Walk Together, in Holiness: Ephesians 4.17-32

Tuesday evenings, our small group meets. In addition to eating together and praying together as we learn to trust Christ in the business of life, we’re also hearing each other’s stories—stories about how we each trusted Christ.

These stories fascinate! Invariably, they describe the people we were before meeting Jesus, and then the people we became, by God’s grace. There was a clean break!

But, there’s also a lag. Sometimes—and we talk about this freely—the way we are today still looks a bit like the people we once were. This only shows our need to grow in holiness. And, we’re growing together.

In Ephesians 4.17-32, Paul recognizes that the believers at Ephesus have a story. For them—as with us—there was a clean break, but there’s a lag too.

Walk together in holiness, like the people you are in Christ! he tells them.

The passage starts by describing whom the Ephesians used to be. Leave who you were, in your former futility (:17-19), Paul tells the Ephesians. … you must no longer walk as the Gentile do,  in the futility of their minds (:17, ESV).

Those who don’t know Christ are (literally) “empty” in their reasoning; they’re “darkened in their understanding,” indicating their moral bankruptcy; they’re “alienated from the life of God,” showing how they’re relationally cut off from God. They have become callous and have given themselves up to sensuality, greedy to practice every kind of impurity (:19).

There’s a reverse sequin in this description. The demise of the ungodly ends with corrupt reasoning, because it begins with a lifestyle that knows no boundaries. C.S. Lewis has said that “Every legitimate pleasure is a means to a higher end”. So, for example, truly delicious food is also nutritious and serves the purpose of building up the body. These pleasure Paul describes have no end other than that the unregenerate person just “stinking” wants to live that way.

Did you once live that way? We all did. But, God has called some of us out by His grace! And, we responded in faith!

Now, Paul says, live who you are, in your present holiness (:20-32). Verse 20 is my favorite and, arguably, the key verse: But that is not the way you learned Christ!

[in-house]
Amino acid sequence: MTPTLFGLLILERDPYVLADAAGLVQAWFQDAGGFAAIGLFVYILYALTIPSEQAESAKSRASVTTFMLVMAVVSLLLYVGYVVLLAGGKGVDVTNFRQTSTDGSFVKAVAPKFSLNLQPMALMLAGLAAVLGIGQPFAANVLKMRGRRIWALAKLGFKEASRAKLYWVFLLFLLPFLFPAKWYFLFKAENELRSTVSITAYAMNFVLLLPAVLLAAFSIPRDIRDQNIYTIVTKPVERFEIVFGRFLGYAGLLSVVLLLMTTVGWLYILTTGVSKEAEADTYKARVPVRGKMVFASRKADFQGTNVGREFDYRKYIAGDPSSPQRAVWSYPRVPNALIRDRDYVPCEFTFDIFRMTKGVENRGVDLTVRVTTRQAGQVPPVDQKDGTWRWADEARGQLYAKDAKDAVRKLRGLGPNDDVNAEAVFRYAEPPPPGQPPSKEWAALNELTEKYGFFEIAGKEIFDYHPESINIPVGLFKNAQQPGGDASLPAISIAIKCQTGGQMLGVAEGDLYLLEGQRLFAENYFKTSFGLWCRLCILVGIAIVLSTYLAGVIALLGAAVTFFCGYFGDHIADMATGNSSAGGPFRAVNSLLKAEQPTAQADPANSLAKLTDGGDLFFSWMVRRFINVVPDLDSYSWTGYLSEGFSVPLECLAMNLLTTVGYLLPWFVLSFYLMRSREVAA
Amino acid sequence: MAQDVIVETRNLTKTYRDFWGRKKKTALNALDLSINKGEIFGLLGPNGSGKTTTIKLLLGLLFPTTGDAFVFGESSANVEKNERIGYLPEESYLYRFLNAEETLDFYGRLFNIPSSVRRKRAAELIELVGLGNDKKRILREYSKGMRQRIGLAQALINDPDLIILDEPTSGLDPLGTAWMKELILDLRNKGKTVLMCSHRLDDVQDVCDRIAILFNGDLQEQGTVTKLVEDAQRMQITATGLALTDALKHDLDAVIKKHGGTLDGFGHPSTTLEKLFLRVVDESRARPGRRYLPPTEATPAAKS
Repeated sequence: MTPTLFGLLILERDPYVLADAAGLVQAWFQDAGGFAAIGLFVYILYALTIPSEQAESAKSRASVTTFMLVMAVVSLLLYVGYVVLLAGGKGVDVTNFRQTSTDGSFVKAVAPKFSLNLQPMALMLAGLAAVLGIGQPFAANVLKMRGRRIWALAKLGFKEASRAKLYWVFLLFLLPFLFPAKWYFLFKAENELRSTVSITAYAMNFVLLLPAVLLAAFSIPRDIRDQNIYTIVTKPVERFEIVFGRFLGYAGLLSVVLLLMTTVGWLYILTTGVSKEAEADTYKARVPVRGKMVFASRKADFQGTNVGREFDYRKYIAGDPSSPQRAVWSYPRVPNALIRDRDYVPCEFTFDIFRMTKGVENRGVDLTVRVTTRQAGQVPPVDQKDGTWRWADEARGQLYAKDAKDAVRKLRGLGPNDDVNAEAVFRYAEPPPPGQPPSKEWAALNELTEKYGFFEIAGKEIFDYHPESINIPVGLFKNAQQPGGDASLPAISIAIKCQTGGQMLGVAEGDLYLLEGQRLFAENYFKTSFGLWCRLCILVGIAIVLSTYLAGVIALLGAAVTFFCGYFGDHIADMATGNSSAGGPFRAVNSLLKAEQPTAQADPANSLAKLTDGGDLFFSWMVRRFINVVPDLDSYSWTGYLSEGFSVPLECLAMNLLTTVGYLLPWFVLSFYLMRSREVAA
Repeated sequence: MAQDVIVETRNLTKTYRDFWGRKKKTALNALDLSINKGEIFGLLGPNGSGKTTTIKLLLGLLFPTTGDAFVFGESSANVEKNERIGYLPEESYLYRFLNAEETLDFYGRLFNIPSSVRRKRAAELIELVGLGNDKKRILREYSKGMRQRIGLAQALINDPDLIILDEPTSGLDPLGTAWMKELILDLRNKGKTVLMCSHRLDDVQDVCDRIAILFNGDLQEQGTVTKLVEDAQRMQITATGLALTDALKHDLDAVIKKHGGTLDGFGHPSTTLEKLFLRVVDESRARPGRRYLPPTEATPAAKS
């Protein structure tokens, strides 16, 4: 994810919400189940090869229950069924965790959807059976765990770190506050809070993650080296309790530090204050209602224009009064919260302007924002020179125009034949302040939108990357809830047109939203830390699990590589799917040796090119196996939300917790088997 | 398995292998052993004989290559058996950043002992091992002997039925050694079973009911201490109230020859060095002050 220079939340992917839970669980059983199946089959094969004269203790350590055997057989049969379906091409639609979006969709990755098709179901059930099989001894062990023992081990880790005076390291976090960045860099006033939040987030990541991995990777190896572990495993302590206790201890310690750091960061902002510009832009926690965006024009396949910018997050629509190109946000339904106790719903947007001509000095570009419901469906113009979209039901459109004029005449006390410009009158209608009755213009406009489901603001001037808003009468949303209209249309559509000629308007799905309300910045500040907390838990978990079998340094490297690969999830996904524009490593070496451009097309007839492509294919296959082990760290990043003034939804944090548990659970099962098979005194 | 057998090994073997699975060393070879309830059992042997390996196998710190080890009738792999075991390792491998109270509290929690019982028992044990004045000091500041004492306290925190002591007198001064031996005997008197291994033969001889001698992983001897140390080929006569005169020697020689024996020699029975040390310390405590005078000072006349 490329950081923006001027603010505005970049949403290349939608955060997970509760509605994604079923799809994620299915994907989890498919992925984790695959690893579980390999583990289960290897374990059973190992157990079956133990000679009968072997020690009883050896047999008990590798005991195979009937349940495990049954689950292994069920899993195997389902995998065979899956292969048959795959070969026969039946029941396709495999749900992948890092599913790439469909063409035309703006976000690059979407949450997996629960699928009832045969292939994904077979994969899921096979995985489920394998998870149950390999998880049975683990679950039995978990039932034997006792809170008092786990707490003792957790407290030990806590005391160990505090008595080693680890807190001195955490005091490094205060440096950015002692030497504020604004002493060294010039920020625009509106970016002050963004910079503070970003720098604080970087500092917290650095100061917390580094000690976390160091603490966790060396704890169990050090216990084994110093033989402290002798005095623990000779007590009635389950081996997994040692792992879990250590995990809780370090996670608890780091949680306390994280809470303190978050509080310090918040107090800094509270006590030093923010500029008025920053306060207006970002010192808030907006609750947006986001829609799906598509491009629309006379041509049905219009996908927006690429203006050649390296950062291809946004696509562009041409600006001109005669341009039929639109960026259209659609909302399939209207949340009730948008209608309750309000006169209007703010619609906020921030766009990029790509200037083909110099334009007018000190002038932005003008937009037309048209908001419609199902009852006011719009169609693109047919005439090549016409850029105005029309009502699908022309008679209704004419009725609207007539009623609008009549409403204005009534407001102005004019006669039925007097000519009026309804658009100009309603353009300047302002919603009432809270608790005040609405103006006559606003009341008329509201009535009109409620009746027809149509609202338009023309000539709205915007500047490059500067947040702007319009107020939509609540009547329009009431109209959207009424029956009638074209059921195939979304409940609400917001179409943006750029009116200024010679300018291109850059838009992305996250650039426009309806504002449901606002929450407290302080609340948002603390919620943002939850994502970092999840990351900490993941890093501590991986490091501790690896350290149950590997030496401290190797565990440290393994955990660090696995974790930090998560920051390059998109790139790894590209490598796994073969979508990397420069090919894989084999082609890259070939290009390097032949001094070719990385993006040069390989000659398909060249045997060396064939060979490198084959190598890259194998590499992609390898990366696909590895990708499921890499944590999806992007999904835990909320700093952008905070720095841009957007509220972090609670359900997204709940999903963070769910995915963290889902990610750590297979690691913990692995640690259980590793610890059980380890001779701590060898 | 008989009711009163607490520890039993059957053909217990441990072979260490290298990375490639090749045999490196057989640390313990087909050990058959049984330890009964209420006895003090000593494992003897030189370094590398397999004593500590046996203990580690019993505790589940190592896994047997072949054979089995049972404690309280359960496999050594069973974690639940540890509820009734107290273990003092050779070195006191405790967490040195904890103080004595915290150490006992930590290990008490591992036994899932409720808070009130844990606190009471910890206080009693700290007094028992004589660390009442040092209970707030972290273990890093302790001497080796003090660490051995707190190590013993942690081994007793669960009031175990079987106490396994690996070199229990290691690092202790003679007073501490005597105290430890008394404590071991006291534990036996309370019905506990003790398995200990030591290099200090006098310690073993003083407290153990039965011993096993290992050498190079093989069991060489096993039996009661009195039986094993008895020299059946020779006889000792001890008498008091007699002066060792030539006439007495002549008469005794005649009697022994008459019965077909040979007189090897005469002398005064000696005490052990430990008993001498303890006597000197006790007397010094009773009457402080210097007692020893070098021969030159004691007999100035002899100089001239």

Typically, we learn about things, learn a lesson, learn the facts. But, here we learn a person, because the truth is in Jesus! Those who leave the people they used to be now have a personal relationship with Jesus by faith. That’s the difference!

Verses 20-24 describe the new position of those who have “learned Christ.” There’s a master illustration, involving clothes. We’re to “put off” (like old clothing) the habits and lifestyle that characterized us before we knew Christ and “put on” (like new clothing) the things of Christ.

Like oily shirts and socks and underwear that has been stuffed into a rag bag in the garage, those aspects of our old lifestyles have been put away forever. This is a decisive action. And, we’re not to make our way out to the garage to get dressed ever again. We’ve been clothed in Christ, once and for all.

Verses 25-32 list out some practices of those who have “learned Christ”. They include (with one exception) a negative command, a positive command, and a principle giving the reason for the command.

Falsehood and truth (:25). … let each one of you speak the truth with his neighbor,  for we are members of one another. We’re to represent ourselves accurately—this includes FaceBook, elsewhere in social media, and in personal, “real space” talk with one another.

Righteous anger and the proper response to it (:26-27). Interesting here is that we’ll get angry. But, hanging onto that anger creates fertile ground for the Evil One. We need to keep short accounts with one another.

Income and work (:28). Likely, this command goes back to the ancient cultural practice of poorer laborers dipping in a bit to the profits of more affluent patrons. That practice is not to be associated with Christ! Don’t ride the time clock. Rather, do honorable work with the intent of sharing your profit.

Speech (:29-30). Build people up. Don’t use words to compete, to promote yourself, to put other people down. This grieves the Holy Spirit.

Disposition and attitudes (:31-32). … bitterness (attitude) … wrath and anger (disposition) … clamor and slander (speech). All of these must be responded to with kindness and graciousness, modeled on Christ an His work.

So, we’ve made a clean break. Now, we get to walk together, like the new people we are in Christ!

And, as we do, consider some questions to help us see the truths of Ephesians 4.17-32 more clearly:

Where do the habits of your heart most reflect whom you used to be? 

Where do you need to make a clean break with past places and friends?

Where do the desires of your heart fall short of who you are as one of God’s called people?

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